grant

The role of the liver in the pathogenesis of hereditary haemochromatosis [ 2006 - 2008 ]

Also known as: Iron overload in hereditary haemochormatosis

Research Grant

[Cite as http://purl.org/au-research/grants/nhmrc/404021]

Researchers: A/Pr Deborah Trinder (Principal investigator) ,  Prof Luc Delriviere Prof Peter Leedman Evan Morgan Prof John Olynyk

Brief description Hereditary Haemochromatosis (HH) type 1 is a very common inherited disorder of iron metabolism that affects 1:200 Australians. HH is usually caused by mutations in the HFE gene and leads to excessive absorption of dietary iron and progressive iron loading of organs, particularly the liver. Undetected, progressive iron accumulation may have serious clinical consequences including cirrhosis, arthritis, diabetes mellitus and heart disease. The role of HFE in normal iron metabolism and how mutations in HFE lead to the development of Fe overload are unknown. Other types of HH have been identified that have similar clinical characteristics to HH type 1 which are due to mutations in hepcidin or haemojuvelin (type 2) and transferrin receptor 2 genes (type 3). It is thought that HFE acts together with these molecules in the same or closely related pathways to regulate iron metabolism. It is hypothesised that HFE and transferrin receptor 2 act as sensors of body iron levels which signal to the iron stores regulator, hepcidin to control the absorption of dietary iron and the deposition of iron in the liver. In this study, we will use mice with mutations in HFE and transferrin receptor 2 which have many of the characteristics of human HH type 1 and type 3 to identify 1) how HFE and transferrin receptor 2 sense body iron levels, 2) how they signal to hepcidin to regulate iron metabolism and 3) how mutations in HFE and transferrin receptor 2 lead to dysfunctional sensing of iron levels and impaired signalling to hepcidin causing increased iron absorption and liver iron overload in HH. This study will provide new knowledge about the role of HFE and other closely related molecules in the regulation of normal iron metabolism and the development of iron overload in HH and identify the potential of molecules such as hepcidin for therapeutical use for the prevention and treatment of iron overload.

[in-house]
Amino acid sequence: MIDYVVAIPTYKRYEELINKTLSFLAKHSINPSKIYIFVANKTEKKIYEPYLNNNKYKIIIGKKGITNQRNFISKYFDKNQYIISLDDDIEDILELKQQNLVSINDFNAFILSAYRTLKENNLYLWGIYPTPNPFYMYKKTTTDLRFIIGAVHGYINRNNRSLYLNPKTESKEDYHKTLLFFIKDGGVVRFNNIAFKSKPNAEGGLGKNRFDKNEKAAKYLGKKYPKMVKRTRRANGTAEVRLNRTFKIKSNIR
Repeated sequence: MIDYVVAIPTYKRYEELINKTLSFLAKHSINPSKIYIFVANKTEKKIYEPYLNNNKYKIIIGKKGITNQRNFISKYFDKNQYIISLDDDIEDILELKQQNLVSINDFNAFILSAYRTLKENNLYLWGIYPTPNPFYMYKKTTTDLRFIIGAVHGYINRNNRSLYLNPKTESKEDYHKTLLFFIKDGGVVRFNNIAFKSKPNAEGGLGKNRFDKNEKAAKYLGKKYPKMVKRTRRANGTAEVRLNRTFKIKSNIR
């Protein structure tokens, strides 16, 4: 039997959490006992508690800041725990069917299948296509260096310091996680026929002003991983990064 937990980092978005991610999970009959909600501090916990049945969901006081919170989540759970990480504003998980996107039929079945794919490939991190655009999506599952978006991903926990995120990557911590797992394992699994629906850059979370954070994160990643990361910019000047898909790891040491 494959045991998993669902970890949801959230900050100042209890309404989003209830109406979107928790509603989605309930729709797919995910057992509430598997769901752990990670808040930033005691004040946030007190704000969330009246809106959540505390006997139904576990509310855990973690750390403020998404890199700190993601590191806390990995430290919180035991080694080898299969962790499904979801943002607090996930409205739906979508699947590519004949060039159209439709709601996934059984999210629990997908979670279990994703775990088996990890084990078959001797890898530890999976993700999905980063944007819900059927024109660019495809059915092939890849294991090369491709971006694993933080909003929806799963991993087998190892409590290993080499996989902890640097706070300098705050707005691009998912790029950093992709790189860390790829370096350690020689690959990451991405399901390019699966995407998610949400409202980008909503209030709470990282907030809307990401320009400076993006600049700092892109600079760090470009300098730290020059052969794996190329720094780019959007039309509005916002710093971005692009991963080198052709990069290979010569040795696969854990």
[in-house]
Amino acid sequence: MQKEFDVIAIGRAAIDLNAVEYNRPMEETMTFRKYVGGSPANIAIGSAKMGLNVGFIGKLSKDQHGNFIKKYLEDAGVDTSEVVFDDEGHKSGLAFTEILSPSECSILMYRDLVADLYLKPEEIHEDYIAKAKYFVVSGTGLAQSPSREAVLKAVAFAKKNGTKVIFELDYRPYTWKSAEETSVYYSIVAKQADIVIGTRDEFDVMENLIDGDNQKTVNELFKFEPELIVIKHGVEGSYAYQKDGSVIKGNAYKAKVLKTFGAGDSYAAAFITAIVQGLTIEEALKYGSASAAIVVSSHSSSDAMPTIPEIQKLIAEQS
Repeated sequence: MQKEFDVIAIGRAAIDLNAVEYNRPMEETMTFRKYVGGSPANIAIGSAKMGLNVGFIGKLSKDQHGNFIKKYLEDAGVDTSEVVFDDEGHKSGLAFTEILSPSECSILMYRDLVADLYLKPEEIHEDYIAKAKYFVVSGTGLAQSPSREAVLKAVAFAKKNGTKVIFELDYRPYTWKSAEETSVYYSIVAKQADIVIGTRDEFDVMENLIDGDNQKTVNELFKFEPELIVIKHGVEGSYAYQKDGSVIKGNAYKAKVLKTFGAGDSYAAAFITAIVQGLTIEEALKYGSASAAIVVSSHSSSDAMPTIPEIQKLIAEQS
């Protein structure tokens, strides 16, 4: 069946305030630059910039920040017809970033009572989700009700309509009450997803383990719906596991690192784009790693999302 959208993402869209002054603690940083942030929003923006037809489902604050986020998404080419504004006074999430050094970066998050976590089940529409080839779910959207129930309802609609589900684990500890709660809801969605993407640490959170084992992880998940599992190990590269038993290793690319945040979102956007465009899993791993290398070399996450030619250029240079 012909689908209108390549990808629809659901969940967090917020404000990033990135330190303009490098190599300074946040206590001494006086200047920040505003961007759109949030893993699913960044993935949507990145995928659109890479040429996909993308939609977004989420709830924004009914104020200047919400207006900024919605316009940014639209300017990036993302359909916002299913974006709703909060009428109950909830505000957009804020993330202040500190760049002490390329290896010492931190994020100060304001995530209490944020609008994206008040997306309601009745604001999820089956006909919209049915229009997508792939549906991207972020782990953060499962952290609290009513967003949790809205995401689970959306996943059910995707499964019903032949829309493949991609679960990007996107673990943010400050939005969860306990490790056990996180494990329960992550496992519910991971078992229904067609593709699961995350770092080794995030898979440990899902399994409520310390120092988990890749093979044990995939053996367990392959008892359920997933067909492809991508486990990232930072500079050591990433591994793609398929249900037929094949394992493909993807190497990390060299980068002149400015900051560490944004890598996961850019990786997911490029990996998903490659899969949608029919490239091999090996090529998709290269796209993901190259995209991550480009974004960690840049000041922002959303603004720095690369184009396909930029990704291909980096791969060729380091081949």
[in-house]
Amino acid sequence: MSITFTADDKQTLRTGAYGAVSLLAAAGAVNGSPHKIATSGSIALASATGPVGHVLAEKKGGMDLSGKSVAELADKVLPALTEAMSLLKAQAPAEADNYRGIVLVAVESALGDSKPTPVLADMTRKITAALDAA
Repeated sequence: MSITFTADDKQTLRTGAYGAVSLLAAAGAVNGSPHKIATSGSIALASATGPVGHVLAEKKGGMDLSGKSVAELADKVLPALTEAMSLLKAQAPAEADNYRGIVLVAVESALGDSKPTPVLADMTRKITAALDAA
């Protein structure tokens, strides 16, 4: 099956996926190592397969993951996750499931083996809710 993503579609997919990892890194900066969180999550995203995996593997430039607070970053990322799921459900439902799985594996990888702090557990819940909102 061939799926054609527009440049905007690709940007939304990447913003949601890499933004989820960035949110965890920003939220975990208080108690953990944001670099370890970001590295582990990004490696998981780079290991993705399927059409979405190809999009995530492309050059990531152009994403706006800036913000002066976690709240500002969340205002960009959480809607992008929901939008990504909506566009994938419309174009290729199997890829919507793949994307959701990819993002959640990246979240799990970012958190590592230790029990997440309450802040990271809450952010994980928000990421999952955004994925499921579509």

Funding Amount $AUD 592,023.48

Funding Scheme NHMRC Project Grants

Notes Standard Project Grant

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